The bank is wrong to say 3G will be a "neat technology with no customers." While wLANs will certainly take off, and some enterprises may well find wLANs alone meet their needs, many firms - and particularly consumers - will find the combination of wLAN solutions and 3G much more useful. Merrill has neglected 3G's sizeable consumer potential.
A new Merrill Lynch report casts doubt on the case for 3G mobile, claiming that 2.5G technologies and especially wireless local area networks (wLANs) will mean it is not worth companies' while to subscribe to 3G services. The bank believes that firms will stick to accessing the Internet via laptops and PDAs using the 802.11b, 802.11a and Bluetooth wLAN standards, and via smartphones using 2.5G and Bluetooth. As a result, the bank says, 3G is unlikely to take off.
Merril is certainly right to say that wLANs will take off. Within companies' offices, they allow people to move their laptops around whilst remaining connected to the corporate network. More exciting are the opportunities in public places, such as airports and hotels. ISP Get2Net has already implemented 802.11b in New York's JFK and Newark airports, giving waiting travelers broadband Internet access.
With such wLAN solutions offering high bandwidth in key areas, the modest bandwidth of 2.5G solutions such as GPRS may indeed suffice for some companies. In particular, firms that don't have to operate in real-time but are comfortable sinking information in end-of-day processes will be able to follow this model.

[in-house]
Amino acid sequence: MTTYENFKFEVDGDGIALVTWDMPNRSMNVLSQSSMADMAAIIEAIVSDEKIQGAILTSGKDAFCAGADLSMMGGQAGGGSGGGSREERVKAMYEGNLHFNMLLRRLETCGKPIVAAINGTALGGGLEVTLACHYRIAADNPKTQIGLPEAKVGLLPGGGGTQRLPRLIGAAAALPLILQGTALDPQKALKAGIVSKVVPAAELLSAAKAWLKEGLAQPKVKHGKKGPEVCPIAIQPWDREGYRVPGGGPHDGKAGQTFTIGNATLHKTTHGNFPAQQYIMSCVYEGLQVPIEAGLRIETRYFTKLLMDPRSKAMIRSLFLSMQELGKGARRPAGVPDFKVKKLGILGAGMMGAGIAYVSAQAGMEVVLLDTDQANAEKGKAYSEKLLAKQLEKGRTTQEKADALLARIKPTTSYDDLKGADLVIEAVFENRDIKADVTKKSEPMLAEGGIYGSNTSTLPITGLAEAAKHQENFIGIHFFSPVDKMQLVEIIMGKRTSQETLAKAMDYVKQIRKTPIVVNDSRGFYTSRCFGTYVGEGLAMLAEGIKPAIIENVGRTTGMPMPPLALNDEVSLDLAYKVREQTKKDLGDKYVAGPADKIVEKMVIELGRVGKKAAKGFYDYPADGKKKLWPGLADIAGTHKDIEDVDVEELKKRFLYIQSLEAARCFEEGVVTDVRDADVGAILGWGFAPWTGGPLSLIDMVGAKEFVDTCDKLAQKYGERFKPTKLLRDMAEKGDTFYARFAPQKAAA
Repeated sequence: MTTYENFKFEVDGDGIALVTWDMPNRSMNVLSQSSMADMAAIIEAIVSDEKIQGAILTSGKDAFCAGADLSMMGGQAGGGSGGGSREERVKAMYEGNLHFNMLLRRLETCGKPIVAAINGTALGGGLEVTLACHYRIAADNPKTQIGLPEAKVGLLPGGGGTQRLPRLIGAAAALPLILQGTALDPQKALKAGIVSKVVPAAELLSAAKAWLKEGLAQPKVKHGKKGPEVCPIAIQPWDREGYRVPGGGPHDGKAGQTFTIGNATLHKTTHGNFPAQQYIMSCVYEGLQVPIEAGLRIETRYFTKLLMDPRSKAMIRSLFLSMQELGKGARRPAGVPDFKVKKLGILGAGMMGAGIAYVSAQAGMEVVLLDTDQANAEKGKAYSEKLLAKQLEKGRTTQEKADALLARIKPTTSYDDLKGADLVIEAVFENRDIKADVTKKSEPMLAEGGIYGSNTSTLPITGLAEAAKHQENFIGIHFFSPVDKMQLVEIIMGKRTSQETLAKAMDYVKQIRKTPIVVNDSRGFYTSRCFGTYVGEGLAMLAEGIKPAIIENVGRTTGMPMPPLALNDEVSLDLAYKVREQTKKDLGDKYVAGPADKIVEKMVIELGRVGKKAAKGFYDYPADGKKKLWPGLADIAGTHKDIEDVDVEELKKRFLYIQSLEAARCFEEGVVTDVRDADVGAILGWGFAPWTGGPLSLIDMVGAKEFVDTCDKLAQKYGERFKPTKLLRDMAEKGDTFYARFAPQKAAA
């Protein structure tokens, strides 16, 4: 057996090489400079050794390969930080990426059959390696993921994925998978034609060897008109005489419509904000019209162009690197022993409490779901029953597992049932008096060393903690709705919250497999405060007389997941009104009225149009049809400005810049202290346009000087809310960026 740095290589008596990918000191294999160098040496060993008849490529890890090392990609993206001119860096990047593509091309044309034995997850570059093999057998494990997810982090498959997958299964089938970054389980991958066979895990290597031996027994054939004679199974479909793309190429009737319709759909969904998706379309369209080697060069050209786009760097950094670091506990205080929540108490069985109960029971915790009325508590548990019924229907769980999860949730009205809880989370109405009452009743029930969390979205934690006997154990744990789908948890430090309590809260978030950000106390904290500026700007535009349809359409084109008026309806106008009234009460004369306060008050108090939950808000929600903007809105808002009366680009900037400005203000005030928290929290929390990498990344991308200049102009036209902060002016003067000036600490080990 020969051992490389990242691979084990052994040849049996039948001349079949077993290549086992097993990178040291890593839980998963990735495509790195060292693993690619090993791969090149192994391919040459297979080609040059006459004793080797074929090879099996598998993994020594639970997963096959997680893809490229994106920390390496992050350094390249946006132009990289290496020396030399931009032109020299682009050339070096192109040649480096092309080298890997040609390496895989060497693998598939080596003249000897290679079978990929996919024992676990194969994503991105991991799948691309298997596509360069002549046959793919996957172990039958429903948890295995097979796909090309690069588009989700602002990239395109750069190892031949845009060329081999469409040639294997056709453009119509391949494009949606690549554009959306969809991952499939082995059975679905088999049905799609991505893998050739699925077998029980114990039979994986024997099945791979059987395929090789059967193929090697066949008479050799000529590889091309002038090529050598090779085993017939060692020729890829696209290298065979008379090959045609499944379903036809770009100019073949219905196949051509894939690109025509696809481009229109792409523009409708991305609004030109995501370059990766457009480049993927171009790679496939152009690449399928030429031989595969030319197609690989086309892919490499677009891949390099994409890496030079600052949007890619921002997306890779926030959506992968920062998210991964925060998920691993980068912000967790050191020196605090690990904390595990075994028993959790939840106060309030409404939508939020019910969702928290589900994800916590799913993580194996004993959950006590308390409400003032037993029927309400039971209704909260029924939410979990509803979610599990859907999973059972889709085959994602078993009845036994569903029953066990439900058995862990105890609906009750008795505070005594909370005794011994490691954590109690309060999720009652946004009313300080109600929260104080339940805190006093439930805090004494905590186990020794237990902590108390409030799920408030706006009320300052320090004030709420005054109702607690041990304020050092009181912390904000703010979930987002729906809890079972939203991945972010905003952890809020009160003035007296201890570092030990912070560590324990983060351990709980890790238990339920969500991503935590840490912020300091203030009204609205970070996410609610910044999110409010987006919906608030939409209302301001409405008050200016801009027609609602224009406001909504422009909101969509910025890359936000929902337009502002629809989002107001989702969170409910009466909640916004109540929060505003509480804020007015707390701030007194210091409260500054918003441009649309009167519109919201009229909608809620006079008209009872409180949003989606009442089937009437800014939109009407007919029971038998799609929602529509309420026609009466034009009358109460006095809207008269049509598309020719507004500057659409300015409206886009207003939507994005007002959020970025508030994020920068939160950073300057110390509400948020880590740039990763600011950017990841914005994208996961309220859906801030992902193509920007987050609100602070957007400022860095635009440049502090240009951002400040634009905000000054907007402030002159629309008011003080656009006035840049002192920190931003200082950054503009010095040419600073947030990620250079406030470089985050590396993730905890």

However, some enterprises will still need 3G. If employees need to access and send information in real-time, GPRS won't be enough, particularly as web and email get more multimedia-heavy. There are also huge consumer applications for 3G, such as videophones and MP3 downloads. Already in Europe, the majority of mobile devices are consumer- rather than enterprise-focused; consumers are most unlikely to start using laptops en masse.
Merrill is right that some enterprises won't need 3G. But it is wrong to conclude this means the death of the technology. As long as operators can produce 'killer apps' to drive consumer uptake, 3G networks will be viable. And once 3G networks are actually available, even firms that would have been content to stick with GPRS are still likely to upgrade - just in case it gives them a competitive advantage over their rivals.